In the R&D process leading to new health products, patients’needs and the amount of access they have to technology are often not the same as for the clinicians and researchers who interpret their data and represent them. Effort should be dedicated to setting up a concrete, real pathway to ensure the patient’s engagement in the R&D phase prior to introduction of new DTx.

Such efforts to enhance patient involvement (inter alia in the setting of recently developed research models such as comparative effectiveness research)(6) could make for more effective research, to include such methods as the following:

• identify patient, caregiver and community priorities;

• collect feedback on the relevance and urgency of the priorities thus identified;

• test the usefulness and relevance of the questions asked, and their applicability to the real-world scenario;

• identify outcomes of interest;

• perform a reality check;

• identify the best approaches for selecting and collecting data of interest;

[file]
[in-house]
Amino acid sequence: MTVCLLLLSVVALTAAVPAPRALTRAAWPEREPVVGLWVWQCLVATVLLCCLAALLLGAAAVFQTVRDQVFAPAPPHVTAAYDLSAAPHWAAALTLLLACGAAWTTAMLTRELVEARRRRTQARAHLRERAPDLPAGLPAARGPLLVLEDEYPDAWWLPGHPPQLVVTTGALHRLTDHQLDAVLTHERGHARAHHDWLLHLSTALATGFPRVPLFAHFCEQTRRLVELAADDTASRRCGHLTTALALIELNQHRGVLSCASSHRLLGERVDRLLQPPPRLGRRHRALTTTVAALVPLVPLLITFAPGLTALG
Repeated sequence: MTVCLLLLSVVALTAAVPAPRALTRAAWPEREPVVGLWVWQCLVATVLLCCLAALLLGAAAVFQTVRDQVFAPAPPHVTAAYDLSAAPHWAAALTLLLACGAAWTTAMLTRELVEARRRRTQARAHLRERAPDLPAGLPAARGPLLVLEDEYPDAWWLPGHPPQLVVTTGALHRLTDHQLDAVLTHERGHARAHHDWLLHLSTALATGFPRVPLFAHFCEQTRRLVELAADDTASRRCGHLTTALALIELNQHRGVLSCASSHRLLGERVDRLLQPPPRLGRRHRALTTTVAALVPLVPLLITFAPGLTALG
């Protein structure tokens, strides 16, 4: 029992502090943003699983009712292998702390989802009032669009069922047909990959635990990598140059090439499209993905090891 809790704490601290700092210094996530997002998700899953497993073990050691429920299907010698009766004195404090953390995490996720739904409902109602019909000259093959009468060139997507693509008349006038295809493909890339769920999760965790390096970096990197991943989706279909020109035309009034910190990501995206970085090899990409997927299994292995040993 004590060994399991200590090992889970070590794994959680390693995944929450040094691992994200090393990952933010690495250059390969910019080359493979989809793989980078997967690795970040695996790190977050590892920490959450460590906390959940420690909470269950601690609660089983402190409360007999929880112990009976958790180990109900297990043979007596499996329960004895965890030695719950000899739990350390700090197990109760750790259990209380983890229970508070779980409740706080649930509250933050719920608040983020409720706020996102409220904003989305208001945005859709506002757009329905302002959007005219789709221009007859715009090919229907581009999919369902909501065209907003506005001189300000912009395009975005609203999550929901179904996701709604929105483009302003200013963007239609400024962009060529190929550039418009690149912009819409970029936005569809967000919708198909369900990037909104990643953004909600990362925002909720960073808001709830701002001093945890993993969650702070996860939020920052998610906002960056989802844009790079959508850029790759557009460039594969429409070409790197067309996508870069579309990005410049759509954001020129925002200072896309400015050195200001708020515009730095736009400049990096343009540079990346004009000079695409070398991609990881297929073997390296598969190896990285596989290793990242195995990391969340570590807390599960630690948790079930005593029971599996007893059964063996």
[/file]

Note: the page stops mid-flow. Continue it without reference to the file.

• leverage the motivation generated by participation in an innovation development programme;

• facilitate the involvement of other patients, inter aliaby means of patient associations.

Doctors and/or healthcare providers prescription (who prescribes)

Training of doctors and healthcare providers is currently a priority. Whoever prescribes DTx must have specific digital literacy skills and clinical experience, enabling them to promote patients’use of these technologies and raise awareness on the subject. For some diseases like attention deficit hyperactivity disorder (ADHD), the prescribers of DTx are speech and/or rehabilitation therapists.

There are three fundamental points related to prescription of DTx:

• clinical efficacy and safety;

• data protection and cyber security issues;

• reimbursement policy.

For the patient and/or caregiver (for whom)

DTx can be used both by patients and by caregivers, albeit with different aims, the ultimate goal in both cases being to achieve a better condition of life at a time of major change in terms of everyday self-sufficiency. Patients can benefit from improved compliance with the treatment regimen and prevention of complications, while also finding a source of support to motivation, attention and concentration. For caregivers, DTx can be very useful with a view to countering emotional fatigue and managing critical issues, as well as in terms of ready access to services and remote monitoring of the patient.